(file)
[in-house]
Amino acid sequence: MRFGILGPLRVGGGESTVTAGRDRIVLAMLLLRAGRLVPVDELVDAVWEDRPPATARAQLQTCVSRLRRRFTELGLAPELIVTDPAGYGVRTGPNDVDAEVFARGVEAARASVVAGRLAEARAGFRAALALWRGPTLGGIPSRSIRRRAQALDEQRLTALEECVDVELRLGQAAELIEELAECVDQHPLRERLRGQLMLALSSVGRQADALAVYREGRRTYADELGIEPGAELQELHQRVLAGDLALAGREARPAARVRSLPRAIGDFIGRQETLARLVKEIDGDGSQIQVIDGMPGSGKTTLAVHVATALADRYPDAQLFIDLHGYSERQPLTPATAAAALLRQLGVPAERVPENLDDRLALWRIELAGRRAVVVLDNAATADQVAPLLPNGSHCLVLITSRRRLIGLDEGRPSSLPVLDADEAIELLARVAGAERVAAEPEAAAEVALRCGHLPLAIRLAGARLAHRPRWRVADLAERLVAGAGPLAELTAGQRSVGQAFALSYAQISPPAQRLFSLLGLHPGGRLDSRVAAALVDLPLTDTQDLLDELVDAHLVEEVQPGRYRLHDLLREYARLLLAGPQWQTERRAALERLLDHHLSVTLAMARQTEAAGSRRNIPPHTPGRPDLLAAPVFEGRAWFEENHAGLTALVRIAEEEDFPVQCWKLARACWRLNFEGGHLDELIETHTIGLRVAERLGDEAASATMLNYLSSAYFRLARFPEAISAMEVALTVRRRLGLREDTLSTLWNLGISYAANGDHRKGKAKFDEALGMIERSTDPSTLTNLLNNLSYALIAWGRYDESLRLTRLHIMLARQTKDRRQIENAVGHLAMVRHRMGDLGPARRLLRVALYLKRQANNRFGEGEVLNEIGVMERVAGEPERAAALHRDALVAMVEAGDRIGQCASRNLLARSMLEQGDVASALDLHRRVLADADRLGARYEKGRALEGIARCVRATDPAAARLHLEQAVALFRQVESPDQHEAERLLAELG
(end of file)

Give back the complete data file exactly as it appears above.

[in-house]
Amino acid sequence: MRFGILGPLRVGGGESTVTAGRDRIVLAMLLLRAGRLVPVDELVDAVWEDRPPATARAQLQTCVSRLRRRFTELGLAPELIVTDPAGYGVRTGPNDVDAEVFARGVEAARASVVAGRLAEARAGFRAALALWRGPTLGGIPSRSIRRRAQALDEQRLTALEECVDVELRLGQAAELIEELAECVDQHPLRERLRGQLMLALSSVGRQADALAVYREGRRTYADELGIEPGAELQELHQRVLAGDLALAGREARPAARVRSLPRAIGDFIGRQETLARLVKEIDGDGSQIQVIDGMPGSGKTTLAVHVATALADRYPDAQLFIDLHGYSERQPLTPATAAAALLRQLGVPAERVPENLDDRLALWRIELAGRRAVVVLDNAATADQVAPLLPNGSHCLVLITSRRRLIGLDEGRPSSLPVLDADEAIELLARVAGAERVAAEPEAAAEVALRCGHLPLAIRLAGARLAHRPRWRVADLAERLVAGAGPLAELTAGQRSVGQAFALSYAQISPPAQRLFSLLGLHPGGRLDSRVAAALVDLPLTDTQDLLDELVDAHLVEEVQPGRYRLHDLLREYARLLLAGPQWQTERRAALERLLDHHLSVTLAMARQTEAAGSRRNIPPHTPGRPDLLAAPVFEGRAWFEENHAGLTALVRIAEEEDFPVQCWKLARACWRLNFEGGHLDELIETHTIGLRVAERLGDEAASATMLNYLSSAYFRLARFPEAISAMEVALTVRRRLGLREDTLSTLWNLGISYAANGDHRKGKAKFDEALGMIERSTDPSTLTNLLNNLSYALIAWGRYDESLRLTRLHIMLARQTKDRRQIENAVGHLAMVRHRMGDLGPARRLLRVALYLKRQANNRFGEGEVLNEIGVMERVAGEPERAAALHRDALVAMVEAGDRIGQCASRNLLARSMLEQGDVASALDLHRRVLADADRLGARYEKGRALEGIARCVRATDPAAARLHLEQAVALFRQVESPDQHEAERLLAELG